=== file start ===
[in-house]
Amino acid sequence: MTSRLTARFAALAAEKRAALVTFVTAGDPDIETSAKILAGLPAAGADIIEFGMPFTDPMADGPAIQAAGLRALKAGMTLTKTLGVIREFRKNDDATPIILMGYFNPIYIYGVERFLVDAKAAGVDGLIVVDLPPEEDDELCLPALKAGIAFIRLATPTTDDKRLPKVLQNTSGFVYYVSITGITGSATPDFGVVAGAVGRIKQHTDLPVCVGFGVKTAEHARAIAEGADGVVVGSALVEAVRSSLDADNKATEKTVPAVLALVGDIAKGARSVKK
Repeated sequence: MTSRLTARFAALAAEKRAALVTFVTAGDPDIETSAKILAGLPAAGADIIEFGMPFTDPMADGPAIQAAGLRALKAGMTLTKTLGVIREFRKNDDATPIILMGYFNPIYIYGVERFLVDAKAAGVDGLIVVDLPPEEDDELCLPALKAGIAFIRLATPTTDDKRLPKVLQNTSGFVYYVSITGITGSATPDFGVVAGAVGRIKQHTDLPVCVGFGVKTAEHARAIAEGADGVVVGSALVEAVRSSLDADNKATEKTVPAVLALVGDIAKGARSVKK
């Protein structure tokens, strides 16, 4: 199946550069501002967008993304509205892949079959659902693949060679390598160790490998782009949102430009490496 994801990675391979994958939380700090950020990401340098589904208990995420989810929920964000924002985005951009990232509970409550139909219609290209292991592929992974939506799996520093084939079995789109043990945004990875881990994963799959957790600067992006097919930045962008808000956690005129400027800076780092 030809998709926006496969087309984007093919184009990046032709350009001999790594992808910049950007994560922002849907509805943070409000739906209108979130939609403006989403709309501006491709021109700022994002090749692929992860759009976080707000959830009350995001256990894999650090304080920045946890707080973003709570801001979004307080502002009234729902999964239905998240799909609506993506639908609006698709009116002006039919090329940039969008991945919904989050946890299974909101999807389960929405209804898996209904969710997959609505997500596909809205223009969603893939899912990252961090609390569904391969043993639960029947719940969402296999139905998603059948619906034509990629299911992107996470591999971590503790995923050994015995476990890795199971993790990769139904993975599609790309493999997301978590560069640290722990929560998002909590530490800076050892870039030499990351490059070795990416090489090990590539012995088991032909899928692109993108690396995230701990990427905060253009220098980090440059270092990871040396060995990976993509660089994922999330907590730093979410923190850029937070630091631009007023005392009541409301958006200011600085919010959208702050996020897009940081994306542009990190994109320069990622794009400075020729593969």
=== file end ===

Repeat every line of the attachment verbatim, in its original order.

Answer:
[in-house]
Amino acid sequence: MTSRLTARFAALAAEKRAALVTFVTAGDPDIETSAKILAGLPAAGADIIEFGMPFTDPMADGPAIQAAGLRALKAGMTLTKTLGVIREFRKNDDATPIILMGYFNPIYIYGVERFLVDAKAAGVDGLIVVDLPPEEDDELCLPALKAGIAFIRLATPTTDDKRLPKVLQNTSGFVYYVSITGITGSATPDFGVVAGAVGRIKQHTDLPVCVGFGVKTAEHARAIAEGADGVVVGSALVEAVRSSLDADNKATEKTVPAVLALVGDIAKGARSVKK
Repeated sequence: MTSRLTARFAALAAEKRAALVTFVTAGDPDIETSAKILAGLPAAGADIIEFGMPFTDPMADGPAIQAAGLRALKAGMTLTKTLGVIREFRKNDDATPIILMGYFNPIYIYGVERFLVDAKAAGVDGLIVVDLPPEEDDELCLPALKAGIAFIRLATPTTDDKRLPKVLQNTSGFVYYVSITGITGSATPDFGVVAGAVGRIKQHTDLPVCVGFGVKTAEHARAIAEGADGVVVGSALVEAVRSSLDADNKATEKTVPAVLALVGDIAKGARSVKK
């Protein structure tokens, strides 16, 4: 199946550069501002967008993304509205892949079959659902693949060679390598160790490998782009949102430009490496 994801990675391979994958939380700090950020990401340098589904208990995420989810929920964000924002985005951009990232509970409550139909219609290209292991592929992974939506799996520093084939079995789109043990945004990875881990994963799959957790600067992006097919930045962008808000956690005129400027800076780092 030809998709926006496969087309984007093919184009990046032709350009001999790594992808910049950007994560922002849907509805943070409000739906209108979130939609403006989403709309501006491709021109700022994002090749692929992860759009976080707000959830009350995001256990894999650090304080920045946890707080973003709570801001979004307080502002009234729902999964239905998240799909609506993506639908609006698709009116002006039919090329940039969008991945919904989050946890299974909101999807389960929405209804898996209904969710997959609505997500596909809205223009969603893939899912990252961090609390569904391969043993639960029947719940969402296999139905998603059948619906034509990629299911992107996470591999971590503790995923050994015995476990890795199971993790990769139904993975599609790309493999997301978590560069640290722990929560998002909590530490800076050892870039030499990351490059070795990416090489090990590539012995088991032909899928692109993108690396995230701990990427905060253009220098980090440059270092990871040396060995990976993509660089994922999330907590730093979410923190850029937070630091631009007023005392009541409301958006200011600085919010959208702050996020897009940081994306542009990190994109320069990622794009400075020729593969």